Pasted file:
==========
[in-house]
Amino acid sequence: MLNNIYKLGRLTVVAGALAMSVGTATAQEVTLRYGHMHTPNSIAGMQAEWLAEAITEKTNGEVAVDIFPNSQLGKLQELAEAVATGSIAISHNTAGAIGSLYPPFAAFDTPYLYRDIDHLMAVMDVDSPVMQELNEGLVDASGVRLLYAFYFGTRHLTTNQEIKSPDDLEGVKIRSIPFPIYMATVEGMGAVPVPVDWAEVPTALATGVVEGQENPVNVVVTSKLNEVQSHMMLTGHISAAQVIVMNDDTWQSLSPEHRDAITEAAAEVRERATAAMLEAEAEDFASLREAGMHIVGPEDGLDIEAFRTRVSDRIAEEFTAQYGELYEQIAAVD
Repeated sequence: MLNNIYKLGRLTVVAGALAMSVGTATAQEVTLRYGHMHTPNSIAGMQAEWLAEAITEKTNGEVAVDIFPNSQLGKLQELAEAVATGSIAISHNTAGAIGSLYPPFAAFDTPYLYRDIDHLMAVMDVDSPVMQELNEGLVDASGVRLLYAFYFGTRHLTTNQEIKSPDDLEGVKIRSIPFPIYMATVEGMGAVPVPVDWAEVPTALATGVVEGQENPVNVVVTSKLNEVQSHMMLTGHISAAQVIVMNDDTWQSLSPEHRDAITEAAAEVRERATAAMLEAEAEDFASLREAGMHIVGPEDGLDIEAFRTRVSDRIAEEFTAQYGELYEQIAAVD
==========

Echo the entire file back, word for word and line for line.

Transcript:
[in-house]
Amino acid sequence: MLNNIYKLGRLTVVAGALAMSVGTATAQEVTLRYGHMHTPNSIAGMQAEWLAEAITEKTNGEVAVDIFPNSQLGKLQELAEAVATGSIAISHNTAGAIGSLYPPFAAFDTPYLYRDIDHLMAVMDVDSPVMQELNEGLVDASGVRLLYAFYFGTRHLTTNQEIKSPDDLEGVKIRSIPFPIYMATVEGMGAVPVPVDWAEVPTALATGVVEGQENPVNVVVTSKLNEVQSHMMLTGHISAAQVIVMNDDTWQSLSPEHRDAITEAAAEVRERATAAMLEAEAEDFASLREAGMHIVGPEDGLDIEAFRTRVSDRIAEEFTAQYGELYEQIAAVD
Repeated sequence: MLNNIYKLGRLTVVAGALAMSVGTATAQEVTLRYGHMHTPNSIAGMQAEWLAEAITEKTNGEVAVDIFPNSQLGKLQELAEAVATGSIAISHNTAGAIGSLYPPFAAFDTPYLYRDIDHLMAVMDVDSPVMQELNEGLVDASGVRLLYAFYFGTRHLTTNQEIKSPDDLEGVKIRSIPFPIYMATVEGMGAVPVPVDWAEVPTALATGVVEGQENPVNVVVTSKLNEVQSHMMLTGHISAAQVIVMNDDTWQSLSPEHRDAITEAAAEVRERATAAMLEAEAEDFASLREAGMHIVGPEDGLDIEAFRTRVSDRIAEEFTAQYGELYEQIAAVD